ccording to The Irish Times newspaper, the bid was submitted through the Premier Lotteries Ireland Consortium comprising An Post, its pension funds and Camelot’s parent company, the Ontario Teachers’ Pension Plan.
One of the significant features of the new agreement is that the licensee will have greater flexibility to operate online. The business currently makes less than 3% of its revenue from online operations.
Talks on finalising the license terms between the consortium and the Department of Public Expenditure and Reform will begin shortly and are expected to be concluded by the end of November. The Irish government is selling the lottery's licensing rights in an effort to raise much-needed funds for its struggling economy.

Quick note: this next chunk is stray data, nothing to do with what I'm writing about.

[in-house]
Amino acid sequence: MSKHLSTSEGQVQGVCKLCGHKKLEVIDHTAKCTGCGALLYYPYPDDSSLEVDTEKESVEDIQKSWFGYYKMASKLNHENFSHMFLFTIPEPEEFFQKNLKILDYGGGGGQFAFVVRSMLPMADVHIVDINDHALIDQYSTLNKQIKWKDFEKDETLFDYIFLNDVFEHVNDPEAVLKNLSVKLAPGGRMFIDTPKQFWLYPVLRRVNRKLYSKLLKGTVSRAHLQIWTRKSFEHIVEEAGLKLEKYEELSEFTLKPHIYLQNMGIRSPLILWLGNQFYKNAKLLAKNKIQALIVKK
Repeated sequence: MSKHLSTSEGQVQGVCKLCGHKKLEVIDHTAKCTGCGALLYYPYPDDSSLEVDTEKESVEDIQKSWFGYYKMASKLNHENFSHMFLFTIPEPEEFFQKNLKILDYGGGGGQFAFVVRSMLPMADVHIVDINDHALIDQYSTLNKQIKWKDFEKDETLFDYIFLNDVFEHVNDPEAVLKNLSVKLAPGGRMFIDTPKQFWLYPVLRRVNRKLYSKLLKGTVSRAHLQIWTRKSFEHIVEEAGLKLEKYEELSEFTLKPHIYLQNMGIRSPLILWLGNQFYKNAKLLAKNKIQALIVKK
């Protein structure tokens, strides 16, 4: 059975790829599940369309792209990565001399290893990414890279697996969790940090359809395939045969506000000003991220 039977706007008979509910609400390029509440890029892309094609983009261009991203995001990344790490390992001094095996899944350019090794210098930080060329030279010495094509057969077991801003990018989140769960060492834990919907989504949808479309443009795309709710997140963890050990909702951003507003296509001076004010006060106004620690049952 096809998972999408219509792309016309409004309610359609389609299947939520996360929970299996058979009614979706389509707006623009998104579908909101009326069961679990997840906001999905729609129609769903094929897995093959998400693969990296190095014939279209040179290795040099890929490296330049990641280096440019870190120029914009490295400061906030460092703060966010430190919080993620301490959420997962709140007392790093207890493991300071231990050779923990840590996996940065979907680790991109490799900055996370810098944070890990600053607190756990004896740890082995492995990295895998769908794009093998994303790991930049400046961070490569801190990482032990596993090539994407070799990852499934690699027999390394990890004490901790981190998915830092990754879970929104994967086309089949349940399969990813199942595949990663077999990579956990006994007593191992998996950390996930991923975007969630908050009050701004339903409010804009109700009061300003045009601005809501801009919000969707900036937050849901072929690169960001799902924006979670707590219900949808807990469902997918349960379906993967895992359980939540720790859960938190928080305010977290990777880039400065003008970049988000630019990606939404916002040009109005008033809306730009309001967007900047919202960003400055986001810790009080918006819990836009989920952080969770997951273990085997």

The 405 million euros offered by Premier Lotteries was significantly higher than industry estimates of between 250 million euros and 300 million euros that emerged during the bidding process. However, the agreed figure does fall some way short of the 500 million euros touted by some politicians.
The two other bidders involved in the process were global lottery and gaming companies, US-based Gtech and Australian set-up Tatts. The 405 million euros fee will be paid in two instalments; the first when the deal is signed later this year and the second when Premier Lotteries takes over the running of the licence in October 2014.
Premier Lotteries will have to pay 65% of its gross revenues to good causes.